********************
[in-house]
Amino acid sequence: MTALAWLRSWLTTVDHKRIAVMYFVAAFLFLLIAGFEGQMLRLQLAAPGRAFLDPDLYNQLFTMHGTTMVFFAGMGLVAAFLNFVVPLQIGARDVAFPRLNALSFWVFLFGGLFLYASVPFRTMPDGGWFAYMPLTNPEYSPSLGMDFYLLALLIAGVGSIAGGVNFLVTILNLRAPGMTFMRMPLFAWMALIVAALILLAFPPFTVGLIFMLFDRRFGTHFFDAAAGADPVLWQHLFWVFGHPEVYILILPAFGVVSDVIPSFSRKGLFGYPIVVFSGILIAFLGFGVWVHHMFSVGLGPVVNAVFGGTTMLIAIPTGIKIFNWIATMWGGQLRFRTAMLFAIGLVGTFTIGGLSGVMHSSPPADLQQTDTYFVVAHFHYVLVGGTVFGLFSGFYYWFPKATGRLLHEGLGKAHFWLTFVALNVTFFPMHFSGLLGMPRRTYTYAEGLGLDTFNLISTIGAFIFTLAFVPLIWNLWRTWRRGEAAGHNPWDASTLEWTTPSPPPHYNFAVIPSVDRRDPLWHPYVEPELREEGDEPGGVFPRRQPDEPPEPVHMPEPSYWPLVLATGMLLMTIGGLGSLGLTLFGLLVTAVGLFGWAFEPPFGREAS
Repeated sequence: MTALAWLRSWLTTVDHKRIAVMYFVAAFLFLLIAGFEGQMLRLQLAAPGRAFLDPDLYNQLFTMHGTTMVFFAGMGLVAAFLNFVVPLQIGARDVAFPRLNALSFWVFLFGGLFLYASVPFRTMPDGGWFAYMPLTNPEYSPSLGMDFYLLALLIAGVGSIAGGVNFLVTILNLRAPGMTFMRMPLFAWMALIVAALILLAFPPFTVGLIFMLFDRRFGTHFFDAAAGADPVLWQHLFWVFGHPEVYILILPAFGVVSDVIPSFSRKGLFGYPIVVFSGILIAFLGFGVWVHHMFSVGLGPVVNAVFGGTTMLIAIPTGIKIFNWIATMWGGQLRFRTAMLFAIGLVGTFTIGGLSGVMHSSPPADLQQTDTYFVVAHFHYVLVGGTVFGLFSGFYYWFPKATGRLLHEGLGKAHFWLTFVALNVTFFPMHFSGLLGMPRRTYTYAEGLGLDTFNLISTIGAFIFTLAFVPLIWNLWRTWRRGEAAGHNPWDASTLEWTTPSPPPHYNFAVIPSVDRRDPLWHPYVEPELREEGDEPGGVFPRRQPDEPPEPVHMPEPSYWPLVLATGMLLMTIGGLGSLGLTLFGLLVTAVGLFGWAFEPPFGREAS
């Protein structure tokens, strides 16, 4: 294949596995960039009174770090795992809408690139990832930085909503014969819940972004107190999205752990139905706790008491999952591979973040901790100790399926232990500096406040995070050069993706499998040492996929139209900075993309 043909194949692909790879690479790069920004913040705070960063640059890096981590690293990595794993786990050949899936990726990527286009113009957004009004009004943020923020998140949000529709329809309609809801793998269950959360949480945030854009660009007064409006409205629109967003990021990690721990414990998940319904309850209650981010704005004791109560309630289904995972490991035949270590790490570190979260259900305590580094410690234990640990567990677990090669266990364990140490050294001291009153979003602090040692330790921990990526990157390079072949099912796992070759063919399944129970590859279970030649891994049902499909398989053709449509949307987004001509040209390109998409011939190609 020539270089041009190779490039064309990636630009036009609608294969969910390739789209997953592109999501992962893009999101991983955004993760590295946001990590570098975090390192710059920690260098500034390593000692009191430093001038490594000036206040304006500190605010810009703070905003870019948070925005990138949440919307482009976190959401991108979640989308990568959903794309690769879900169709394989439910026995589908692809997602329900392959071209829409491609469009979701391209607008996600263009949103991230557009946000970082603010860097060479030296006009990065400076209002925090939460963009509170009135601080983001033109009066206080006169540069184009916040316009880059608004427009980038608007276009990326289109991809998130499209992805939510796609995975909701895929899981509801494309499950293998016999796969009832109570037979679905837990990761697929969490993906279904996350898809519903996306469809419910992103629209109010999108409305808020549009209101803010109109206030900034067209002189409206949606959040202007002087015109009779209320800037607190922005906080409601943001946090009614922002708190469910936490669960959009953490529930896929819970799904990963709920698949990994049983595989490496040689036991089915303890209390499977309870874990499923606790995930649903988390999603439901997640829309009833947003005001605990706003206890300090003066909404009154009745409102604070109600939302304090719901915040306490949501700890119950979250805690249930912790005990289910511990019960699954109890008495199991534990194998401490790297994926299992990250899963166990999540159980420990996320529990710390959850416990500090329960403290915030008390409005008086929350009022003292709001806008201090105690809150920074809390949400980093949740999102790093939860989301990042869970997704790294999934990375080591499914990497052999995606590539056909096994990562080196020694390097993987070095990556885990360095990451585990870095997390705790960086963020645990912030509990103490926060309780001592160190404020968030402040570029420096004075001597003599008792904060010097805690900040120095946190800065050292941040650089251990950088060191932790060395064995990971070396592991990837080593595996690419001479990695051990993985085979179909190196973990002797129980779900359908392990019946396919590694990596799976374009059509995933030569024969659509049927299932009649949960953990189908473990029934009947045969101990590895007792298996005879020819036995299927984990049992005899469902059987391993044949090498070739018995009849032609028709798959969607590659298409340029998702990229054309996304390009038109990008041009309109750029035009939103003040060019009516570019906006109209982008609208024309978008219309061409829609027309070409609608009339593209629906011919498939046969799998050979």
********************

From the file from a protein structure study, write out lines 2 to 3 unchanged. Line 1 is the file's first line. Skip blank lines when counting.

Amino acid sequence: MTALAWLRSWLTTVDHKRIAVMYFVAAFLFLLIAGFEGQMLRLQLAAPGRAFLDPDLYNQLFTMHGTTMVFFAGMGLVAAFLNFVVPLQIGARDVAFPRLNALSFWVFLFGGLFLYASVPFRTMPDGGWFAYMPLTNPEYSPSLGMDFYLLALLIAGVGSIAGGVNFLVTILNLRAPGMTFMRMPLFAWMALIVAALILLAFPPFTVGLIFMLFDRRFGTHFFDAAAGADPVLWQHLFWVFGHPEVYILILPAFGVVSDVIPSFSRKGLFGYPIVVFSGILIAFLGFGVWVHHMFSVGLGPVVNAVFGGTTMLIAIPTGIKIFNWIATMWGGQLRFRTAMLFAIGLVGTFTIGGLSGVMHSSPPADLQQTDTYFVVAHFHYVLVGGTVFGLFSGFYYWFPKATGRLLHEGLGKAHFWLTFVALNVTFFPMHFSGLLGMPRRTYTYAEGLGLDTFNLISTIGAFIFTLAFVPLIWNLWRTWRRGEAAGHNPWDASTLEWTTPSPPPHYNFAVIPSVDRRDPLWHPYVEPELREEGDEPGGVFPRRQPDEPPEPVHMPEPSYWPLVLATGMLLMTIGGLGSLGLTLFGLLVTAVGLFGWAFEPPFGREAS
Repeated sequence: MTALAWLRSWLTTVDHKRIAVMYFVAAFLFLLIAGFEGQMLRLQLAAPGRAFLDPDLYNQLFTMHGTTMVFFAGMGLVAAFLNFVVPLQIGARDVAFPRLNALSFWVFLFGGLFLYASVPFRTMPDGGWFAYMPLTNPEYSPSLGMDFYLLALLIAGVGSIAGGVNFLVTILNLRAPGMTFMRMPLFAWMALIVAALILLAFPPFTVGLIFMLFDRRFGTHFFDAAAGADPVLWQHLFWVFGHPEVYILILPAFGVVSDVIPSFSRKGLFGYPIVVFSGILIAFLGFGVWVHHMFSVGLGPVVNAVFGGTTMLIAIPTGIKIFNWIATMWGGQLRFRTAMLFAIGLVGTFTIGGLSGVMHSSPPADLQQTDTYFVVAHFHYVLVGGTVFGLFSGFYYWFPKATGRLLHEGLGKAHFWLTFVALNVTFFPMHFSGLLGMPRRTYTYAEGLGLDTFNLISTIGAFIFTLAFVPLIWNLWRTWRRGEAAGHNPWDASTLEWTTPSPPPHYNFAVIPSVDRRDPLWHPYVEPELREEGDEPGGVFPRRQPDEPPEPVHMPEPSYWPLVLATGMLLMTIGGLGSLGLTLFGLLVTAVGLFGWAFEPPFGREAS